Intergenerational Day in Canada is a novelty but it might encourage future positive interactions among all generations. I am genuinely looking forward to participating with Connected Canadians at Qlik from 10-12 on Saturday, June 1st. If you are interested in learning some digital literacy skills or finding out about the Top Sixty Over Sixty, join us from 10-12 at Qlik, 290 March Road, Kanata. Bring your digital devices to get the help you need and check out the iGen events portal to find other interesting opportunities.
I hope these new intergenerational interactions will provide the impetus to value all generations more equitably.
If there is one thing I took away from the Aging in America conference and the Boomer Business Summit in New Orleans mid-April, it’s that Boomers are benefitting from the “longevity dividend” (the economic benefit of older adults remaining active in society).
If there is one thing I took away from the Aging in America conference and the Boomer Business Summit in New Orleans mid-April, it’s that Boomers are benefitting from the “longevity dividend” (the economic benefit of older adults remaining active in society). They are demanding new ways of doing business, new ways to finance projects, new amenities and homes, new needs for transportation, new ageing in place services and the list goes on. This provides unique opportunities for Boomers to stay in the business game and/or become entrepreneurs.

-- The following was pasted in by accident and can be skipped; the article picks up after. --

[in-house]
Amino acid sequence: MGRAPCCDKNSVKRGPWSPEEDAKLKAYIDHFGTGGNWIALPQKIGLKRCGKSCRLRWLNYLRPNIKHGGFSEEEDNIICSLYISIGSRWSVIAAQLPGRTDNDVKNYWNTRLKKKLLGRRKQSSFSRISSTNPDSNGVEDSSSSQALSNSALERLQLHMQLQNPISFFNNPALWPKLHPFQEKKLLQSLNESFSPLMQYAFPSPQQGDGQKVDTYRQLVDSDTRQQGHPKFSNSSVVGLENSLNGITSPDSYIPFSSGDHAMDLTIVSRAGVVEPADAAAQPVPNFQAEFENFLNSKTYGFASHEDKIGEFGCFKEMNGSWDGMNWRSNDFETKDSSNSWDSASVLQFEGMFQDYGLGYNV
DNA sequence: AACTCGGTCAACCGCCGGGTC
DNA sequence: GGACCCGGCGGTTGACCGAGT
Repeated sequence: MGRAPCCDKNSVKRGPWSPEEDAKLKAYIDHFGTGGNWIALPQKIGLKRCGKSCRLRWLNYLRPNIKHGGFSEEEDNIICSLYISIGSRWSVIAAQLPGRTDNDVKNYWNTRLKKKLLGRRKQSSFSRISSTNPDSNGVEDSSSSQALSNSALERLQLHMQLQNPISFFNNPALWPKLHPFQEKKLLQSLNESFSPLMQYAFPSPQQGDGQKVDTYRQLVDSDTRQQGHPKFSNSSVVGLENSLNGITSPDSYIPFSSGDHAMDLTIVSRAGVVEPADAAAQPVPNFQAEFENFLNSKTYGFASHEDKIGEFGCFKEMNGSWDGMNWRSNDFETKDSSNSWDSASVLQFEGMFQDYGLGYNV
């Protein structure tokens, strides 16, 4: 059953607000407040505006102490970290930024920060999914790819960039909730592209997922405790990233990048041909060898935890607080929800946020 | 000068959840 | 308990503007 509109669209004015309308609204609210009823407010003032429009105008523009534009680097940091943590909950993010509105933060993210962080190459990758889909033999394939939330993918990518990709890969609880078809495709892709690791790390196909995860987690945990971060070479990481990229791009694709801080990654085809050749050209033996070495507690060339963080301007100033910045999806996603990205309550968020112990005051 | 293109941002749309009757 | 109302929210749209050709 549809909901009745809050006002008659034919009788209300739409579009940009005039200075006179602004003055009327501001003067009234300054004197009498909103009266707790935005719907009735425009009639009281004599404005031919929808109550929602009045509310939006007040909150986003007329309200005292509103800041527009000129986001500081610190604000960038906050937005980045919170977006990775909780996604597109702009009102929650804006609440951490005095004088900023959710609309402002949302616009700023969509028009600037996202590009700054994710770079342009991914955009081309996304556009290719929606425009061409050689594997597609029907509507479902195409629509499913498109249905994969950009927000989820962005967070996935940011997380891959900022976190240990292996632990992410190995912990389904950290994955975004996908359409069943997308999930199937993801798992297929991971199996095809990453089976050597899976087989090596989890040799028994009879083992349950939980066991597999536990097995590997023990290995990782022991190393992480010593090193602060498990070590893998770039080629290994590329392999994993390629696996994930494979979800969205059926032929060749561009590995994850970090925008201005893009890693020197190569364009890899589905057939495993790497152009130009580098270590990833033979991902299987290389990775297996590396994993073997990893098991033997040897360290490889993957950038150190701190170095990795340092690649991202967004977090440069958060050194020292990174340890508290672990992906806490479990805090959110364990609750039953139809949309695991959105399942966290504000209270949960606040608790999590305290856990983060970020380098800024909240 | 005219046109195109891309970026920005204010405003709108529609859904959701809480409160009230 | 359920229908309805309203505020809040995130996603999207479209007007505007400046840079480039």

Although these statistics are from the US, there is a parallel to Canada. In 2017, Americans 55 and older contributed $78 billion in economic benefits; those 50 and over averaged $100 billion in charitable contributions according to the Gerontological Society of America (2018), “Longevity economics: Leveraging the advantages of an aging society”). The article also goes on to say that the “largest wealth transfer in American History” will take place between 2007 and 2061 amounting to $58.1 trillion.
This provides a compelling argument to keep older adults active and engaged and also to consult, work and play with them. They are definitely an audience that requires attention and they are still the largest cohort of voters!